Trump Tweets & Performance on Economy Could Crater His Support

The House has passed an overtly regressive Tax Plan while the Senate works on its own bill. Where is a Democratic Party alternative? The perfect opportunity to draw distinctions between GOP & Dems is being missed while disaffected GOP voters are looking for relief.

Sometimes a blog starts out with a clear idea of what it is going to attempt to demonstrate and then mid-stream, the flow develops a direction all its own and something surprising results. That happened this morning. What began as a blog about cratering Trump polling among those Democrats who deserted the Party in 2016, ended up leading to the question: Where is the Democratic Party alternative tax plan to what is being proposed by the GOP House and Senate? Harkening back to Naomi Klein and her most recent book: No Is Not Enough, the Democratic Party must begin to clearly articulate an alternative path and the polling numbers described below alongside the astonishing success of grassroots progressive election campaigns earlier this month should show the Party the path that needs to be followed.

Trump: Wisconsin, Michigan & Ohio Where the Election Was Won

They felt ignored. Trump promised. When the promises prove false, the Dems. need to provide a substantive alternative.

The Messina Group, a political strategy consulting group, conducted extensive research into a very narrow band of 2016 voters: those Democrats in Wisconsin, Michigan and Pennsylvania who had voted for Obama in 2012 but abandoned the Party and voted for Trump in 2016, creating two polling groups:  voters in general (control group) and voters who were ‘Obama Not Clinton.’ They found that while overall, Obama Not Clinton voters were just as disappointed as the control group with Trump’s overall performance, they retained generally positive views of his performance on the economy.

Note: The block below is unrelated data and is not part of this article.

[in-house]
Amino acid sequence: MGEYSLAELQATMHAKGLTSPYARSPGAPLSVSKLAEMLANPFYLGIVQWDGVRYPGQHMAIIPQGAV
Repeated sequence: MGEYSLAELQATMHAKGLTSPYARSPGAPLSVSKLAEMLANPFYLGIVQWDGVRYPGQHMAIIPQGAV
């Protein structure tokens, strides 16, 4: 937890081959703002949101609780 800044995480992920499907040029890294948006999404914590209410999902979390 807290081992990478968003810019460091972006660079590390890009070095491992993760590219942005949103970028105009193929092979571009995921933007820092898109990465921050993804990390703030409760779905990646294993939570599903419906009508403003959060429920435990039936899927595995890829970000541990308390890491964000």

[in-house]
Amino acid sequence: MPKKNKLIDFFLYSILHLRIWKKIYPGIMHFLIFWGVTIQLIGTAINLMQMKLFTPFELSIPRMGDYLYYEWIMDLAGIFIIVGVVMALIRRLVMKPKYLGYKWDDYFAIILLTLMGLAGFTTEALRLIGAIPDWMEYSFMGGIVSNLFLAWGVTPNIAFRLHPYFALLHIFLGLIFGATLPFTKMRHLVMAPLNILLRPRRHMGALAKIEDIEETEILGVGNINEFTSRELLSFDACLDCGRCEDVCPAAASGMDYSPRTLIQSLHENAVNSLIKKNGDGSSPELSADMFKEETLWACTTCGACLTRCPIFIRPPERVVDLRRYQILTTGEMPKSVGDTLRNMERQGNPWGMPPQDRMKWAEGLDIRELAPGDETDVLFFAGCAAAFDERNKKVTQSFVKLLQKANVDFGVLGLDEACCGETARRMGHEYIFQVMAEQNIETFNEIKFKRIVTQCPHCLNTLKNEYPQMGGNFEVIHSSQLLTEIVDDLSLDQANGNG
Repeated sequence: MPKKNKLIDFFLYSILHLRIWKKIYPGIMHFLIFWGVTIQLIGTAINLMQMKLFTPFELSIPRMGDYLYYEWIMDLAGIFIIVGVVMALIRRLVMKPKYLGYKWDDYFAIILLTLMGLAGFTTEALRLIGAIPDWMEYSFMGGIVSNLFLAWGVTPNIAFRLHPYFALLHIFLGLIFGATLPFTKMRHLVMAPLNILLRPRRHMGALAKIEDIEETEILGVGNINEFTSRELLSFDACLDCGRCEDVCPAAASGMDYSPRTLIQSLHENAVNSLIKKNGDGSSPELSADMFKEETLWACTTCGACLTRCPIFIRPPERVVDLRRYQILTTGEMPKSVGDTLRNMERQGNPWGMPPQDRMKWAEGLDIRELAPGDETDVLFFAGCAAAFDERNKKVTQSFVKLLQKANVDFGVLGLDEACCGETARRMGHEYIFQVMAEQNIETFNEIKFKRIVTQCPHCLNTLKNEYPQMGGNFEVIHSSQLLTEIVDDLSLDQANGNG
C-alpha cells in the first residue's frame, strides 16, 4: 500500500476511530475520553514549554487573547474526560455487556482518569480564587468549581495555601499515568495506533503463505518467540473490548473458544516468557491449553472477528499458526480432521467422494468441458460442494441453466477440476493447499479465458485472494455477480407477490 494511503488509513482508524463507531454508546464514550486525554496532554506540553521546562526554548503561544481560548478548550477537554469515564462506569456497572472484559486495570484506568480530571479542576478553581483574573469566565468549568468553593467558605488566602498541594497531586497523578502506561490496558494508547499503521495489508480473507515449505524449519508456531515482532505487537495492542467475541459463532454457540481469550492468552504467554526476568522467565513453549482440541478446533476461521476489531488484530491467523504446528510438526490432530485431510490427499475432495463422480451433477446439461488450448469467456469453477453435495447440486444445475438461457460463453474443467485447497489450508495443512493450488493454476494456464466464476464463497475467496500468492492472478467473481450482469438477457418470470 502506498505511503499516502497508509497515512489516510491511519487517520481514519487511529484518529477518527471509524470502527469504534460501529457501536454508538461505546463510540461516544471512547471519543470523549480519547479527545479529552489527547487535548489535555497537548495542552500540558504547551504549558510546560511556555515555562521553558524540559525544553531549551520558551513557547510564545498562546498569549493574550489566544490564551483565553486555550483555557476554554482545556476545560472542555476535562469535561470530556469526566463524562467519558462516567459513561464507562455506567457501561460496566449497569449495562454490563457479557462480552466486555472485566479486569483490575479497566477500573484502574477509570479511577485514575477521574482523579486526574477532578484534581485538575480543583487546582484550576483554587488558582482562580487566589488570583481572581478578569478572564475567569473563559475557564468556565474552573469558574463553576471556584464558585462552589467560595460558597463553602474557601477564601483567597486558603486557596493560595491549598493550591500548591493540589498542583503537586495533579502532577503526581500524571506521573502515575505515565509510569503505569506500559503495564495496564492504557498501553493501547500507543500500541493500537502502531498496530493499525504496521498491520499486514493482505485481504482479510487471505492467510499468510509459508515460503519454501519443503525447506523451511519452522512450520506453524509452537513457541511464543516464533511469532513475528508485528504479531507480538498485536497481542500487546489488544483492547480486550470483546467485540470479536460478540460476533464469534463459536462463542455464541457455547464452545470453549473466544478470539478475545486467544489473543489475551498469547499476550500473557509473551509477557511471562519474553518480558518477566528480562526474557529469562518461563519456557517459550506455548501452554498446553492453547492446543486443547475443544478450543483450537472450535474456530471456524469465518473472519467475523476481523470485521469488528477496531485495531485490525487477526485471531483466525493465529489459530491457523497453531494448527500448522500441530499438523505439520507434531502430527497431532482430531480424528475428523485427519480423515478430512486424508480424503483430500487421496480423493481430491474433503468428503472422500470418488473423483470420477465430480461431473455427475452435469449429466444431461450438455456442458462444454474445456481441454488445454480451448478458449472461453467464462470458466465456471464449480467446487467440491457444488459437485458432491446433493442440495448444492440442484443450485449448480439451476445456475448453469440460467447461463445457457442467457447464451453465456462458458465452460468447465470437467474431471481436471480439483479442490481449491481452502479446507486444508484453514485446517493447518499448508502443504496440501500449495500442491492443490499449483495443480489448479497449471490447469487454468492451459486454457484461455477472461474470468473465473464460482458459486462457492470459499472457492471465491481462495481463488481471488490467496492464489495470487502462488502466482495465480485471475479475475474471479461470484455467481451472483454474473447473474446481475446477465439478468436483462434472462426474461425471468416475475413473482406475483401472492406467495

The Messina Group went further than the polling data and conducted a series of focus groups with these voters and found one very predictable outcome. “The overriding opinion expressed by the [Obama Not Clinton] participants was that, yes, Donald Trump was racist, sexist, and offensive, but he was shaking up Washington and working to improve the economy. As one woman in Michigan put it, Trump “’wants to change things that everyone has been complaining or talking about for years.’”

But the Messina Group dug still deeper and in doing so found some surprising vulnerability for Trump. They found that there was significant vulnerability in Trump support among the Obama Not Clinton group, specifically in relation to their views that Trump’s incessant tweeting was distracting him and the GOP from substantially addressing their concerns. What’s more, Messina found that if economic relief is not delivered, Trump’s support among the Obama Not Clinton group absolutely craters. Messina Group’s ultimate message to Democrats:  “Progressives across the country should be driving this message relentlessly: Donald Trump is more focused on helping the rich and picking fights on Twitter than he is with making people’s lives better.” But while that might be a start, I would add that: No Is Not Enough. Returning back to the quote from Michigan woman: ‘everyone has been complaining about these things for years’ and finally someone (Trump) has promised to finally pay attention.  Click here to read the Politico report summarizing the Messina Group’s work.